The closed period for organic fertilisers starts on October 15 for slurry spreading, and on November 1 for farmyard manure (FYM). So the next few weeks are the final opportunity this year to spread.
The long grain fill period has paid a grain yield dividend but at the expense of a delayed harvest.
One day last week I visited two farms, each of which had close to 140ac of winter barley cut. Yields on both were similar, averaging 3.8 t/ac but that is where the similarity ended.
Soil and weather conditions proved very challenging for crops in May and June of this year.
There has been a tremendous amount of work done over the past two weeks. The first fungicide, T1, was applied to spring barley and the T2s finished off in winter wheat. That was combined in many cases with mowing and harvesting of silage. Long hours and work pressure, if allowed, puts safety standards and attention to detail at risk.
Crop growth stages and spray programmes are extremely variable, so farmers have had to take every chance and half chance to spray.
Bright sunshine and warm days, despite some cold evenings and nights have brought tremendous growth. Winter barley has moved rapidly from tillering to flag-leaf emergence. The period of stem extension is when you get best value from fungicides.
Work has been a particularly busy over the last few weeks for advisors trying to evaluate the new schemes and determine how they can be optimised to the benefit of their clients.
Crops have generally done very well over the winter and the current cold snap will help to contain pest and disease progress.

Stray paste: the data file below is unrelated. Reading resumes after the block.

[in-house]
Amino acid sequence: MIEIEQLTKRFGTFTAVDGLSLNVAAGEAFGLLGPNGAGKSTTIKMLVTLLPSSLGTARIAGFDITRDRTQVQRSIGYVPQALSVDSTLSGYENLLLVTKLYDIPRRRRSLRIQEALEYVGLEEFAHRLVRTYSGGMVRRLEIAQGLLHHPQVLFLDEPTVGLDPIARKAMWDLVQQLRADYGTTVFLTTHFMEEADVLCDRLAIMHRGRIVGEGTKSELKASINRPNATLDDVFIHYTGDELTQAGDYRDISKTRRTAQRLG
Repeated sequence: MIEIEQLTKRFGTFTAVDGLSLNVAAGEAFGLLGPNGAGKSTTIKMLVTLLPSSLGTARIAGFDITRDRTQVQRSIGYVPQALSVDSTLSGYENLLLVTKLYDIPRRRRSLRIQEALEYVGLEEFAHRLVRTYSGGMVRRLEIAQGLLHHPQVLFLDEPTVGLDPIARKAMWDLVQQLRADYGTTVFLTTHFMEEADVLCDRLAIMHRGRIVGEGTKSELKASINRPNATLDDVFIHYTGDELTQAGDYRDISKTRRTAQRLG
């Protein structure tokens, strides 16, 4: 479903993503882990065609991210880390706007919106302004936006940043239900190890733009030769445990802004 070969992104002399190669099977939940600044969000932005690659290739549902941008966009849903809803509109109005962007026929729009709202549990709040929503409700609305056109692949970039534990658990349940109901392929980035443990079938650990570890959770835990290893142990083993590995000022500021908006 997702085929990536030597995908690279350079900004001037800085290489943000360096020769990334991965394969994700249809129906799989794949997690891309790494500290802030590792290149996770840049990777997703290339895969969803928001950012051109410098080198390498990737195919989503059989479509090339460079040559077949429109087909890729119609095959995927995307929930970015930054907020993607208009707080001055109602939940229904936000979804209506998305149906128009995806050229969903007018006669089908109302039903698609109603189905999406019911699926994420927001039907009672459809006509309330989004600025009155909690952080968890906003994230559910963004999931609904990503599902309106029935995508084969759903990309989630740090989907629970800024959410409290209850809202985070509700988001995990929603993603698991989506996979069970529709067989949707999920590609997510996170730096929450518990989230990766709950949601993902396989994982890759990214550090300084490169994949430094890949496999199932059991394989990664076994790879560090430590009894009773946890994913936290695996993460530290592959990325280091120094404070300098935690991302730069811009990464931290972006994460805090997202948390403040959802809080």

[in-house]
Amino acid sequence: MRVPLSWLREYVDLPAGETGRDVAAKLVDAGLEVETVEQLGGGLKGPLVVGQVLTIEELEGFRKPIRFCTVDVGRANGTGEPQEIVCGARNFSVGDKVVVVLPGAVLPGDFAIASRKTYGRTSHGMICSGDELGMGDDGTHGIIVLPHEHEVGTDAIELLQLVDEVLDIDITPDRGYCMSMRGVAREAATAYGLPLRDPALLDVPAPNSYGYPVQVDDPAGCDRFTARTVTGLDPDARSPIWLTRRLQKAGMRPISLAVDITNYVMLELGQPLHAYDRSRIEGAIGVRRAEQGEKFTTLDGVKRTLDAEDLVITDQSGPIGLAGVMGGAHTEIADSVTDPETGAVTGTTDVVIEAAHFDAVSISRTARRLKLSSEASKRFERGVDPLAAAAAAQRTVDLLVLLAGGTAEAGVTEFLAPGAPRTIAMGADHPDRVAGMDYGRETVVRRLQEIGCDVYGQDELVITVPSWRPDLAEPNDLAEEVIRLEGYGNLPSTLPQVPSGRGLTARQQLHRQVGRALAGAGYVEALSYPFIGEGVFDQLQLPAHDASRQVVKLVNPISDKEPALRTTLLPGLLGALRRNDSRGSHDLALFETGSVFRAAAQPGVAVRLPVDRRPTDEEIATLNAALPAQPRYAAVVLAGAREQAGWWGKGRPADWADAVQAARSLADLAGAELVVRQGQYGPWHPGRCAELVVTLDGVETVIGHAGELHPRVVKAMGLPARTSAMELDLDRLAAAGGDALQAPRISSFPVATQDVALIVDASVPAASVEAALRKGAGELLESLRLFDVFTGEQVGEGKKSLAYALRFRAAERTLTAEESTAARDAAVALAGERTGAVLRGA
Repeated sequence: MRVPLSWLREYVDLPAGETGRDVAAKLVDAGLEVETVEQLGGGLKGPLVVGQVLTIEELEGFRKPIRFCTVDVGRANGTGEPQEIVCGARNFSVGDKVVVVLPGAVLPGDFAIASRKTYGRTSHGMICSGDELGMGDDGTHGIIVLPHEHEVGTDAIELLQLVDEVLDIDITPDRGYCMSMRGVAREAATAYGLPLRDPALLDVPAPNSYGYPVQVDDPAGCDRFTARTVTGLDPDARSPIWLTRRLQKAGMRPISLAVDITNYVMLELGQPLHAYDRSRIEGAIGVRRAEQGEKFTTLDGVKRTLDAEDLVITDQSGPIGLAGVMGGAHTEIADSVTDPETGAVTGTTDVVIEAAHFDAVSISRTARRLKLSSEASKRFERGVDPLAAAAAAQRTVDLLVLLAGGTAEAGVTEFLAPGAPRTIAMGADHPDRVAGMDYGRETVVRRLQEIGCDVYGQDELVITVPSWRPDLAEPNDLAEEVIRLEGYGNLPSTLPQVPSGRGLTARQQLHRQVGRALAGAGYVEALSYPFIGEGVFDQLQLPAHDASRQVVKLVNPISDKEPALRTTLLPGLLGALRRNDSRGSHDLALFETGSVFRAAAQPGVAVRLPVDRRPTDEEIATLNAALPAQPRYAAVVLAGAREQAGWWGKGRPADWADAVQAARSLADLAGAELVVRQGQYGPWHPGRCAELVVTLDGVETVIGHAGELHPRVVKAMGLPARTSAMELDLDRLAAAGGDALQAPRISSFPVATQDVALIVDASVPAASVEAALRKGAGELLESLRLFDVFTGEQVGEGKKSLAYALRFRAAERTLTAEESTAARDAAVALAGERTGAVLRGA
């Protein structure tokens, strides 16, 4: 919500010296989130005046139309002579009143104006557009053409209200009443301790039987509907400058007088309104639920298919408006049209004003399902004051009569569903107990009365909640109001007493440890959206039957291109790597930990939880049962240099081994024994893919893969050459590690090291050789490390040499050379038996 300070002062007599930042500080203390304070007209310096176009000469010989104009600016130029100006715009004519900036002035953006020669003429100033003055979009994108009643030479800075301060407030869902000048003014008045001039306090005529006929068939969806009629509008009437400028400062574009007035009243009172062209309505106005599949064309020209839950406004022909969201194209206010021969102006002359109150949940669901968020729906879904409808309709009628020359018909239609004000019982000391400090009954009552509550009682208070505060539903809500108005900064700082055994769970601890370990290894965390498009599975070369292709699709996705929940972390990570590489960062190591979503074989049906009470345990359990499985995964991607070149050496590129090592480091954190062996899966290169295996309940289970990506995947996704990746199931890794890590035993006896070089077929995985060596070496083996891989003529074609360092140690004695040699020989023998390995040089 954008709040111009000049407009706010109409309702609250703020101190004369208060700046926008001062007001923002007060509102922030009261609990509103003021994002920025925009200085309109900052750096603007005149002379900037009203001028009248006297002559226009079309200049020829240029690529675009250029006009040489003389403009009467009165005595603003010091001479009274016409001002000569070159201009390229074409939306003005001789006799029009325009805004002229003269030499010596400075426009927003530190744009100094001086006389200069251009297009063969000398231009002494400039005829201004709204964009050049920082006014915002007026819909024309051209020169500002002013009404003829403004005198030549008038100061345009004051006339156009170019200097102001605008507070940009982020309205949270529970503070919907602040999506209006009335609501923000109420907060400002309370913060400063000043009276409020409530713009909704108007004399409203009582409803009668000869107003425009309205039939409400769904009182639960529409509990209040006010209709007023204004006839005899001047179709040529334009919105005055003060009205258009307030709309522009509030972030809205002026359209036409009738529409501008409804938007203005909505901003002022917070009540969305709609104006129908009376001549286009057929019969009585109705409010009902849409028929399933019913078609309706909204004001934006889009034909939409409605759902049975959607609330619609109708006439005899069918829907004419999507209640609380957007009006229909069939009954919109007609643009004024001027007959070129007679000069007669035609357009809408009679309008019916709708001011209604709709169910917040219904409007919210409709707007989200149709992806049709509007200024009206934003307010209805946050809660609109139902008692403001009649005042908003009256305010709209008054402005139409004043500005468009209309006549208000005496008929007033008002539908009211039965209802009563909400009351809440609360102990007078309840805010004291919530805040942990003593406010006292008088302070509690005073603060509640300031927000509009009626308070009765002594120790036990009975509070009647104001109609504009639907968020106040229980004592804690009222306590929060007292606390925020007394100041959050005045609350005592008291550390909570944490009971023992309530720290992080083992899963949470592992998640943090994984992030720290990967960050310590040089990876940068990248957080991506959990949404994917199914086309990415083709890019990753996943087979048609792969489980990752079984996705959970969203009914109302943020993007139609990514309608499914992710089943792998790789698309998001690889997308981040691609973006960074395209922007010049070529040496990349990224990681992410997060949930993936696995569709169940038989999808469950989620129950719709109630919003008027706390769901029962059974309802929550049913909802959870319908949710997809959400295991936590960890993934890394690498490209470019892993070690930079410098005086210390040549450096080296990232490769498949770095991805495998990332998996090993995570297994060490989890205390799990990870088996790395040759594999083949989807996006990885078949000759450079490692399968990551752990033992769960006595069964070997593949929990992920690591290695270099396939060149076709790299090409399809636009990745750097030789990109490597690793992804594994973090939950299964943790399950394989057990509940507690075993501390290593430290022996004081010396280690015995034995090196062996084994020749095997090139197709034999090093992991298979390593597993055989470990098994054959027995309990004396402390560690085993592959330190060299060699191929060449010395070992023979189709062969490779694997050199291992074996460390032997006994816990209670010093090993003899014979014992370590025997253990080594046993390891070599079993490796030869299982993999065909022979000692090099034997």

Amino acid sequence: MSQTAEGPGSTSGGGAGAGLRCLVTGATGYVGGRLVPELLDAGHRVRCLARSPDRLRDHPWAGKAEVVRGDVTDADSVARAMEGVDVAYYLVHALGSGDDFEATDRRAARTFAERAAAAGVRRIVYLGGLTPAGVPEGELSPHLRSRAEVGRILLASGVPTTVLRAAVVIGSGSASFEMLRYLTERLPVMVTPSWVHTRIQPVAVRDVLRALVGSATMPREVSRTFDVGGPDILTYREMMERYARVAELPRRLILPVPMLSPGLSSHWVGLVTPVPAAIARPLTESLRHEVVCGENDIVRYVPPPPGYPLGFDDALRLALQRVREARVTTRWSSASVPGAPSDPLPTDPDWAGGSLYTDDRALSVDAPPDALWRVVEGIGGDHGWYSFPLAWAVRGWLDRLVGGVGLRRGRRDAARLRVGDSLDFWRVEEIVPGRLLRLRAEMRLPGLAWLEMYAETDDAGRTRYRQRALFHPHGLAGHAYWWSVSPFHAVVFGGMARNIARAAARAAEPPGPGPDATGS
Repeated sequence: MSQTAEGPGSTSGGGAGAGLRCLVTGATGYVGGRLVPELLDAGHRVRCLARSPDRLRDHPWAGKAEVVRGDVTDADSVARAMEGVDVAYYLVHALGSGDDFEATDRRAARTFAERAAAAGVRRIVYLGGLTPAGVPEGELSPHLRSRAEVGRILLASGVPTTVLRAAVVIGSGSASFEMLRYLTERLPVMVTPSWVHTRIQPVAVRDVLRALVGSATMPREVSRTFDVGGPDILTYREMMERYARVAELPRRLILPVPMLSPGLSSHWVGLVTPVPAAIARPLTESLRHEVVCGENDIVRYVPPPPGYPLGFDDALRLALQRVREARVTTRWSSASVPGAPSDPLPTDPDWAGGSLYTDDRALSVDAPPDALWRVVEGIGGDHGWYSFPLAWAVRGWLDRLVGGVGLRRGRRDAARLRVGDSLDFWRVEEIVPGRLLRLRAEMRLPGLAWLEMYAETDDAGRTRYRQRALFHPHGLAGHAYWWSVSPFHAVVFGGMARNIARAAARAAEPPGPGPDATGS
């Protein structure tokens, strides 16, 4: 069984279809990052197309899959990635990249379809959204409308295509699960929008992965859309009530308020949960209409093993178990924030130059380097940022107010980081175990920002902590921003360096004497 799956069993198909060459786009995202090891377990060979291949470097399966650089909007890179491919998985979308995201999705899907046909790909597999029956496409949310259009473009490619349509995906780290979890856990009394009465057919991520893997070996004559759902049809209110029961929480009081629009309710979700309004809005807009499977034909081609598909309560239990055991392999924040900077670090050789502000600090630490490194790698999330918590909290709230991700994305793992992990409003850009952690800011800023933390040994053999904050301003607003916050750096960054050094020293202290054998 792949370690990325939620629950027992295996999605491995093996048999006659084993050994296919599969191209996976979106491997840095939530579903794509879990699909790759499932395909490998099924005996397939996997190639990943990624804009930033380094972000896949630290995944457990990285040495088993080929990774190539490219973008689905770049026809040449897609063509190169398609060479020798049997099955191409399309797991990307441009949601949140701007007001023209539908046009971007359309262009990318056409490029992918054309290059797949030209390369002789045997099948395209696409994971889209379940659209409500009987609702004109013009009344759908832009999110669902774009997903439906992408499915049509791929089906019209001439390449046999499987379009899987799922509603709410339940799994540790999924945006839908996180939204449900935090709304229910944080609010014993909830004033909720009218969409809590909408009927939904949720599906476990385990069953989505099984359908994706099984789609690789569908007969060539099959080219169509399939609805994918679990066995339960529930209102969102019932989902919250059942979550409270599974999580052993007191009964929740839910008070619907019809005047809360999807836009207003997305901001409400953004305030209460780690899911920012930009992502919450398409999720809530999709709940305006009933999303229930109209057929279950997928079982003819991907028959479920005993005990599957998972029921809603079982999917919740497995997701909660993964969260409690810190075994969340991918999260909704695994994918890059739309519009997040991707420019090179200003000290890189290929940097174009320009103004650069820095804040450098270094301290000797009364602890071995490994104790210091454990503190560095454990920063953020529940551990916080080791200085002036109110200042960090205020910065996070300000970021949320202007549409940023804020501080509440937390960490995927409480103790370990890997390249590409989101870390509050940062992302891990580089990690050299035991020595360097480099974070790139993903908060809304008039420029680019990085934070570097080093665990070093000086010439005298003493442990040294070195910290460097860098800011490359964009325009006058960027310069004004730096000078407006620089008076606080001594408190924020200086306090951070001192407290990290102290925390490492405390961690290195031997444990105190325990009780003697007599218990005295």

The most recent series of cross compliance checks have focused farmers' minds on paperwork. This time round they have a very thought provoking sheet to fill in on Integrated Pest Management (IPM). The questions asked are simple but highlight the vast range of tools that we use, or misuse, in order to control crop pests. The reaction of most farmers when asked about pest control is to list insecticide usage and, with a little more thought, seed dressings, herbicides and fungicides. However pest control in the not so distant past was solely by non-chemical means such as...
The wise man learns from the mistakes of others; some learn from their own mistakes and others keep on making mistakes until the money is all gone.
The biggest decision to be made on most tillage farms in late October and November traditionally has been whether to sow the last few fields in winter corn or to wait for the spring.
Potato growers have been managing this year's main crop since last April and are now about to commence harvesting. It might appear that the most difficult part for the grower is over but in fact it is just about to start - marketing.
The three-crop requirement under greening for farmers with 30+ ha of cereals will result in many farmers being forced to grow crops for the 2015 harvest which they have not previously grown.
Most crops have now received their final fungicides. While we continue to monitor crops, the economics of further pesticide applications is questionable in all bar some spring crops. Weed control has been very effective in most crops but the incidence of herbicide resistance is increasing. Resistance of chickweed to sulfonylureas and CMPP has been a problem in the midlands for several years, so that we have been relying largely on products containing flouxypyr for control.
Last week offered some great spraying opportunities and enabled the backlog of work to be cleared. Granted, potatoes and fodder beet were still being planted, so some growers may not be out of the woods yet.
Calendar farming has been a bone of contention with farmers since the advent of the nitrate regulations. But, the reality is that, when the crunch comes, farmers often work by the calendar anyway.
It now appears that the major portion of spring sowing will be done over the Easter period. The upside is that the timing should coincide with a plentiful supply of extra help, with both school holidays and a long weekend for the part-timers providing some options.